Do One Thing: Find a financial planner (time: a few hours)

Only fancy people go to financial planners, right? Au contraire. Spending some time with a licensed money professional can put you on the right path even when you don't know what you don't know. Here's how to track one down.

This is for you: If you have questions about money-where to put it, how to save it, how to spend it, how to invest it-and you have some extra cash to spend for this advice. The more complicated your financial situation (marriage, kids, house, debt), the more questions you probably have, and the more it's likely worth the price.

Hands-on time: Up to an hour to get organized, and up to an hour per planner interview

Total time: The process may involve an initial meeting before you pick a winner, so it depends on how many planners you interview or visit.

Cost: Finding the planner is free, often even including an initial consultation. Once you find a planner, the typical hourly rate ranges from $180 to $300, and you should count on at least two hours (probably more) for a financial plan. Planners within the Garrett Planning Network offer "Real-Time" sessions during which they meet with clients and focus on giving them the best possible advice over the course of two hours, and those sessions generally run about $500.

What you'll need: An Internet-connected computer, a phone

What to do:

1. Ask friends and family. This is the advice you probably hear most often-asking friends and family for recommendations-but don't leap without looking. Make sure you ask people whose financial circumstances are similar to yours, and don't stop there. Compare planners to make sure you find the right fit for you.

2. Look for a planner who charges by the hour. Advisors set their rates in different ways. Many are on commission, which means they get paid by fund companies to sell you specific investments; others will charge you a percentage of the money you have to invest, which means they'll only see you if you have a minimum amount to invest (usually $250,000 and up). Planners who charge by the hour will see you whether you've got $100 or $100,000. You can start your search with the National Association of Personal Financial Advisors (NAPFA) or (Disclaimer: Network founder Sheryl Garrett is an advisor to Bundle.)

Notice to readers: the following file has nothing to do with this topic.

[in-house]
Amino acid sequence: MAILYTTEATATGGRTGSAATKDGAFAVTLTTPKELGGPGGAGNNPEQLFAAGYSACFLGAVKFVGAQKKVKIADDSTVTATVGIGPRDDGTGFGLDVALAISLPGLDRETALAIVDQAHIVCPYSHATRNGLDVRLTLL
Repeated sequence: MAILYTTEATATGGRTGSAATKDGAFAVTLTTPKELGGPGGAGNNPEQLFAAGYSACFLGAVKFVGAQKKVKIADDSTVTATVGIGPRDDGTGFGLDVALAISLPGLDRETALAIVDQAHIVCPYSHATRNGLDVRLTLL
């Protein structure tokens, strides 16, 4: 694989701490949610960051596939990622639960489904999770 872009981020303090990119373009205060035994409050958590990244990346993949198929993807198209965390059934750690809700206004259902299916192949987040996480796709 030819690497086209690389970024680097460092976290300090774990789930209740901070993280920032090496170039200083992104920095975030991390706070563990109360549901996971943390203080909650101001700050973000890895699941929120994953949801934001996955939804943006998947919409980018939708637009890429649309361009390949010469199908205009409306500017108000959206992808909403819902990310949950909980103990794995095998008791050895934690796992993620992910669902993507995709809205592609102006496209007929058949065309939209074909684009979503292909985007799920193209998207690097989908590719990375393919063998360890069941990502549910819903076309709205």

3. Gather a list.Start with a list of about five potential planners you want to research. You can always revise the list later if none of your choices works out.

4. Call them up or shoot them an email. You'll want to know:

  • How they charge-by the hour, a percentage of your assets, on commission, a flat fee for certain services, or a hybrid of one or more methods.

  • How much they charge (see the typical hourly rate, above, for comparison).

  • How much you should expect to pay overall for a financial plan. This is their cue to tell you they need to know more about your situation to give you a good estimate. If that's the case, ask them what they need to know to give you a ballpark figure. If a planner quotes a one-size-fits-all rate, experts recommend you move along to someone who's going to tailor their services to your specific needs. (Translation: You don't want the same financial plan that your mother would get.)

5. Don't know what else to ask? Check out the Garrett Planning Network's questionnaire here. In fact, some experts suggest sending this questionnaire to all of your initial candidates to help narrow down the field.

6. If you like what you're hearing, ask whether the planner offers a free initial consultation. (Most do.)

7. Don't bargain hunt. It's okay to choose someone who charges less, but make sure that person has enough experience to give you valuable advice.

8. Schedule a (free) initial meeting with the planner (or planners) who seem to meet your needs, then pay attention. Does the adviser seem interested in learning more about you or telling you about himself? (Hint: He should be learning about you.) Do you get along? Would you be willing to take this person's advice? Can you relate to him? Some people like having a financial adviser who's close in age to themselves-does that matter to you? Would you be comfortable asking him to explain something, or would you find it intimidating? "I think our gut does tell us quite a bit," says Garrett. "If you have any sense of 'Gosh, I'm not really sure if I like this person,' that's enough. Either have another conversation with them or just keep looking."

9. Found one you like? Congrats! Set a date for some financial planning.

10. Repeat as necessary. If you just need some one-time help getting started, you can do that, but you can also check in with your planner on an annual basis or every couple of years. It's up to you.

To learn more:
Finding and Hiring the Right Advisor, a chapter from Personal Finance Workbook for Dummies, care of the Garrett Planning Network
What is a Fee-Only Financial Planner? (NAPFA)

Who helped: Sheryl Garrett, financial planner and founder of the Garrett Planning Network; Ted Toal, financial planner in Annapolis, MD

Did you do it? Tell us what worked or share other tips in the comments below.

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